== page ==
$('#brush-size').on('input', function () {
            brush.size = this.value;
        });
    }
    
    $(init);

Let’s go over the variables and functions in more detail:

  • canvas - The canvas where we will paint.
  • ctx - The context of the screen which is 2D in our case.
  • brush - This is an object containing the initial brush positions, color, size and initial mouse position.
  • strokes - This is an array of all user strokes.
  • currentStroke - This is a reference to the last stroke which starts off as null.
  • Paint() - This is the function in which we do our actual painting. When the user first starts out, it clears the whole screen with the ctx.rex() function. We then loop through all the strokes sent to us from the mouseEvent() function and set the various context properties required to paint on the screen. Then we create another loop within the first to go through all the points in the stroke. Finally we initialize it the stroke function.
  • init() - Here we define what happens when the user performs actions either by clicking the mouse or on the buttons.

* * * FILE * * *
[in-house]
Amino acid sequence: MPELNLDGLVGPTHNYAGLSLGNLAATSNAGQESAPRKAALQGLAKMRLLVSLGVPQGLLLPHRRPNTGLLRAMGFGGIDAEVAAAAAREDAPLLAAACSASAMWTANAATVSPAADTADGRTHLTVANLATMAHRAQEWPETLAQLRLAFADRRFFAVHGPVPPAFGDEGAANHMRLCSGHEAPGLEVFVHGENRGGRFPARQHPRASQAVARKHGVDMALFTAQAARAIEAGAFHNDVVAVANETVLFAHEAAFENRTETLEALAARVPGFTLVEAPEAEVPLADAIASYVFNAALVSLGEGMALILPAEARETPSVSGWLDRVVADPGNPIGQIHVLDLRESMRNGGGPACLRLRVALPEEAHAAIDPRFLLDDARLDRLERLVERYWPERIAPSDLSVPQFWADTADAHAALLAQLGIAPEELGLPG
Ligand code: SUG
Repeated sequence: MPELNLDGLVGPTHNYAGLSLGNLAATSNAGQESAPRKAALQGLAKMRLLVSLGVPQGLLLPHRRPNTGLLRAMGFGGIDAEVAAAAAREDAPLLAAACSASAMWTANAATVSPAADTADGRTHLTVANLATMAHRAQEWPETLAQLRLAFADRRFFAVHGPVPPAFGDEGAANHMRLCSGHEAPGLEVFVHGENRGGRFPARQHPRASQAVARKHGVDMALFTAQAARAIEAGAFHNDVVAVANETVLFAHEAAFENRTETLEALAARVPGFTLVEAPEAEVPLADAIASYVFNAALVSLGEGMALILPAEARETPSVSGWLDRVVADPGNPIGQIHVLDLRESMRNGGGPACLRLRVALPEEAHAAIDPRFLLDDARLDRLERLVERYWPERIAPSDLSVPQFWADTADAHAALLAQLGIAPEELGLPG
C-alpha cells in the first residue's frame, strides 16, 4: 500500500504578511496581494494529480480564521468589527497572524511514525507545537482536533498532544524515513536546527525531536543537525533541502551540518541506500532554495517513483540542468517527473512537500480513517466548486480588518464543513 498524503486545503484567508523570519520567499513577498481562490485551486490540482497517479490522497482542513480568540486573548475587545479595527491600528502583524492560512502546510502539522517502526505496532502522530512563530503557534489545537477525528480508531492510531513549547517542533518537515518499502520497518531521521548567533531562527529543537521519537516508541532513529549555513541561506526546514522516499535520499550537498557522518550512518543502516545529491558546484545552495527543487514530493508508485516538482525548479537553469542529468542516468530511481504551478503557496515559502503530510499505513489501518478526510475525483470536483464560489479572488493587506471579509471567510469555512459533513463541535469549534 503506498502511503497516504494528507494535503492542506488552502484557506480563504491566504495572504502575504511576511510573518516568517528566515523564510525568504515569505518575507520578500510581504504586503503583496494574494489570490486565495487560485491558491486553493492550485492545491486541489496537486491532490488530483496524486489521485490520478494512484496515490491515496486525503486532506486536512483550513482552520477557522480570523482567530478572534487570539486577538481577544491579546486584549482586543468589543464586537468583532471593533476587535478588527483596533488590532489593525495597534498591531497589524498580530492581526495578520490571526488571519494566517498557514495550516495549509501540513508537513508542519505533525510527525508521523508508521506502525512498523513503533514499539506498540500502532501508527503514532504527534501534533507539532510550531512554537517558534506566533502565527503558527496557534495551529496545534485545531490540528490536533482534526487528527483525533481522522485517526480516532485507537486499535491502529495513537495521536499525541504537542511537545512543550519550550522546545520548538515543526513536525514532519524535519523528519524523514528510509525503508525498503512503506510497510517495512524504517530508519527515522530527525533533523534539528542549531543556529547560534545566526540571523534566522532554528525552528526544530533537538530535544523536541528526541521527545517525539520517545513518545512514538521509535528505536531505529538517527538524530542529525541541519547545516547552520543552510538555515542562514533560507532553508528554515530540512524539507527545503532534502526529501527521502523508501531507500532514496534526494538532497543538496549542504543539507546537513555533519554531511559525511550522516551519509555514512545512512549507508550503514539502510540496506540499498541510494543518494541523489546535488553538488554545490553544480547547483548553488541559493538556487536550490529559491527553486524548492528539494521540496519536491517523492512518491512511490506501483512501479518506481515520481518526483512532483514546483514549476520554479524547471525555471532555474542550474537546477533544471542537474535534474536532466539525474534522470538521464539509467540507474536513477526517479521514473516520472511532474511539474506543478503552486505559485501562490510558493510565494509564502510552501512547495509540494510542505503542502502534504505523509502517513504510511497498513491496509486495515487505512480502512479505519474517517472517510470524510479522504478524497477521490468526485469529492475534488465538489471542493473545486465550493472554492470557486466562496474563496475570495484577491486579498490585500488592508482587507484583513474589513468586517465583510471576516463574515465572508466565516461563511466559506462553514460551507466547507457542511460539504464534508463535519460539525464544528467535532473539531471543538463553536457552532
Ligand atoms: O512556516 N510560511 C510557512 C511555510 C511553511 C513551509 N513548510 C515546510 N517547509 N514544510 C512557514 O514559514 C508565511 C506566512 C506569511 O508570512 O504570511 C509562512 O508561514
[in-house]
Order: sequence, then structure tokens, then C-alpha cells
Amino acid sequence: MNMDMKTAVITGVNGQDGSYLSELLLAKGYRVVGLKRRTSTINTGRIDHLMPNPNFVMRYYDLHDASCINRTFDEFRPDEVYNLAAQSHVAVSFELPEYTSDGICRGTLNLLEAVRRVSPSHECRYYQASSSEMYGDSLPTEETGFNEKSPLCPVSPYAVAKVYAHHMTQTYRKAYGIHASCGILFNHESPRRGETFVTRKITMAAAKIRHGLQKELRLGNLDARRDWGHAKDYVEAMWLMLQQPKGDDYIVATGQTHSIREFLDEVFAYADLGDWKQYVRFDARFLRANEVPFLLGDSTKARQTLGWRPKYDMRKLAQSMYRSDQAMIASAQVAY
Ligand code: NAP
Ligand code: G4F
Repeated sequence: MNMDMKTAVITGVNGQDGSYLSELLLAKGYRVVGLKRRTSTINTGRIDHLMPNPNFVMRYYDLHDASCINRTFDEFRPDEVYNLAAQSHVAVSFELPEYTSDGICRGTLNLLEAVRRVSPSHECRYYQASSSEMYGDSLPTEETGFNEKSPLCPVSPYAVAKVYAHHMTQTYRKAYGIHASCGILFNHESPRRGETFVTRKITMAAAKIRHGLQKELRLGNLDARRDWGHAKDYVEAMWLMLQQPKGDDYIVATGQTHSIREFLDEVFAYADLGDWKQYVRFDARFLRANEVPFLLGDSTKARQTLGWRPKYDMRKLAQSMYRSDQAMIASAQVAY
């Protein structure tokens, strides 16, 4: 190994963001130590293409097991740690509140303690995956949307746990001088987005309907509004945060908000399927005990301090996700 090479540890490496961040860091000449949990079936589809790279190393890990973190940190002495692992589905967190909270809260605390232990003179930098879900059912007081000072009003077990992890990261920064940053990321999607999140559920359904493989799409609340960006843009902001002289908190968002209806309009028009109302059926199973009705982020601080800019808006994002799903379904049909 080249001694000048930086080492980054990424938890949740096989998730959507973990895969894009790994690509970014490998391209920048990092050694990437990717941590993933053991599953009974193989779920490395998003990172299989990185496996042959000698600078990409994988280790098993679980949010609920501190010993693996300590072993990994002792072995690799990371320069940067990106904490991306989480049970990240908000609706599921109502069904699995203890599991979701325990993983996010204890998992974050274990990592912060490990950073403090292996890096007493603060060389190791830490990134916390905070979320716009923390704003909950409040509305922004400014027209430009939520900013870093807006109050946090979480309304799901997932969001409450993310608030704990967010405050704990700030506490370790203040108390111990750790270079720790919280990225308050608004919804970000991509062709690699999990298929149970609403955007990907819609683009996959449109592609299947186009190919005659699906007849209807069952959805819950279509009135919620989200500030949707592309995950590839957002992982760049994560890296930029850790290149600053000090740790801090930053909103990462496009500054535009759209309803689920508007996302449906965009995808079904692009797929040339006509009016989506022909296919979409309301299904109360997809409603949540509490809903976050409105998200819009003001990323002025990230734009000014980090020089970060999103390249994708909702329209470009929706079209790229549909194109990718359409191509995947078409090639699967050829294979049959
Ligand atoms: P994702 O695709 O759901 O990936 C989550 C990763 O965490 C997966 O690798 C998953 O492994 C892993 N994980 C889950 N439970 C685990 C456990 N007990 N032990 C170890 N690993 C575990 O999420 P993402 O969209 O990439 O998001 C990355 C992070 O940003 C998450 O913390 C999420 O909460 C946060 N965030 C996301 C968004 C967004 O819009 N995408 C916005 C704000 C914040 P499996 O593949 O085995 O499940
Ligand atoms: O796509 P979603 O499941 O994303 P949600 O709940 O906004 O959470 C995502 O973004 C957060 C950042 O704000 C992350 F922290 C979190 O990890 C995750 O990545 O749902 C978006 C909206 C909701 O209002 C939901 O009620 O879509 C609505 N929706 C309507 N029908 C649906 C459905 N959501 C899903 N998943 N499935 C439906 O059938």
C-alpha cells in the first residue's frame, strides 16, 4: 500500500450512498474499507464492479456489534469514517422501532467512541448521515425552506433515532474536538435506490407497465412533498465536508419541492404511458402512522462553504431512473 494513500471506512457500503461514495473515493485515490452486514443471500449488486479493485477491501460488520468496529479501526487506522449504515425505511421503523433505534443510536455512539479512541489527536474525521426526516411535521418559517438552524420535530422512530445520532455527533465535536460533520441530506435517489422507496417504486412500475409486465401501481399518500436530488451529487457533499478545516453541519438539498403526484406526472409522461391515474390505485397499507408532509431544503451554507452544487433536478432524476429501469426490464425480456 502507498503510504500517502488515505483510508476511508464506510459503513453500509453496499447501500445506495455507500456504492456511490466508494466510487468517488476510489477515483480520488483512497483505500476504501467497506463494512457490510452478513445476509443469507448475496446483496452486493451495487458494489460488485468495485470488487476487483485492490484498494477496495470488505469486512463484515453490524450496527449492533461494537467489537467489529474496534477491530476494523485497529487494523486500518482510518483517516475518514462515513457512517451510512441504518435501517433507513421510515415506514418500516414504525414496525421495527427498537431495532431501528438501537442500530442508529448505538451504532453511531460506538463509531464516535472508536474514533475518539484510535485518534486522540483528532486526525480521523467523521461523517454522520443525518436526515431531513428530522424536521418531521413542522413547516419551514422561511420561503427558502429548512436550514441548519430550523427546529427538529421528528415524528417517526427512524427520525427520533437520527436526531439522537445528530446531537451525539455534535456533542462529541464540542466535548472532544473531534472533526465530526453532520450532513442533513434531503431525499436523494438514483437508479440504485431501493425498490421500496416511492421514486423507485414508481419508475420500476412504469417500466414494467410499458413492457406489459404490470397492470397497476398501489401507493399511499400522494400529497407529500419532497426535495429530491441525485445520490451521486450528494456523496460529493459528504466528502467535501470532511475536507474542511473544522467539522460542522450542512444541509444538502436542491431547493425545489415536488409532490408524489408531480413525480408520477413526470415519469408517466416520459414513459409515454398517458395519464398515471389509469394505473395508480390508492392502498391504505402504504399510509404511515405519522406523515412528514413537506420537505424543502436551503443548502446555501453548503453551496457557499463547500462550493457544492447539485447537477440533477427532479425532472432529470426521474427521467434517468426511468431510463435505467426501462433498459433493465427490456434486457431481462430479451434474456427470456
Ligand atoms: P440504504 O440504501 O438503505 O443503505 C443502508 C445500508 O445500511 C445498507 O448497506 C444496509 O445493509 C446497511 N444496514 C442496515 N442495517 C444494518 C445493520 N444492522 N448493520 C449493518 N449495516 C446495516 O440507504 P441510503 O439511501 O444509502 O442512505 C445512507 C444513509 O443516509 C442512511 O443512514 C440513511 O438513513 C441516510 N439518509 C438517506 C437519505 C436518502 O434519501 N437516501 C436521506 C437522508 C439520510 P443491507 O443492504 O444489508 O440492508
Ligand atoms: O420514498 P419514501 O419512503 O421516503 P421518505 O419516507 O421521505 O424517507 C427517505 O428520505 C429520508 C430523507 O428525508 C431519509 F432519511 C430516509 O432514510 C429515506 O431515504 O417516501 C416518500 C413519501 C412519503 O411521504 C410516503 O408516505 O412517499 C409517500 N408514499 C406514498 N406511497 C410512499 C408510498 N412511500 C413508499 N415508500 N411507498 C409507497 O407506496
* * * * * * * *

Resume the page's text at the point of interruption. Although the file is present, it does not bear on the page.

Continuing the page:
First we initialize the canvas by giving it the id to display in and set the attribute so it displays through the browser screen. We then set its context to 2D and move on to create several mouse event functions to handle mouse interactions when the mouse is down, up or moving. Every event returns data that is passed to the mouseEvent() function to process. Once it is done, it passes the refined data to the paint() function that handles the painting on the screen. We then set commands to handle events where the user clicks a button.

Finally we use $(init) to tell the browser to trigger this function on page load.

Note: All static files referenced here can be found in the demo repository .

Going Real-Time with Socket.io

Right now, we have a working paint application. Next, we need to make it real-time using Socket.io. We already installed Socket.io as one of our node dependencies so all we need to do is initialize it in our app.js . Open up the file and add the following code to it:

// ./app.js
    
    //socket.io instantiation
    const io = require("socket.io")(server)
    
    //listen on every connection
    io.on('connection', (socket) => {
            //add function to receive and emit response
    })

Now that we have initialized Socket.io in our app on the server, we need to add code to the client side to make it connect to the socket instance on the server and send the relevant data to it. Open the index.html file and add the following code before the end of the body tag.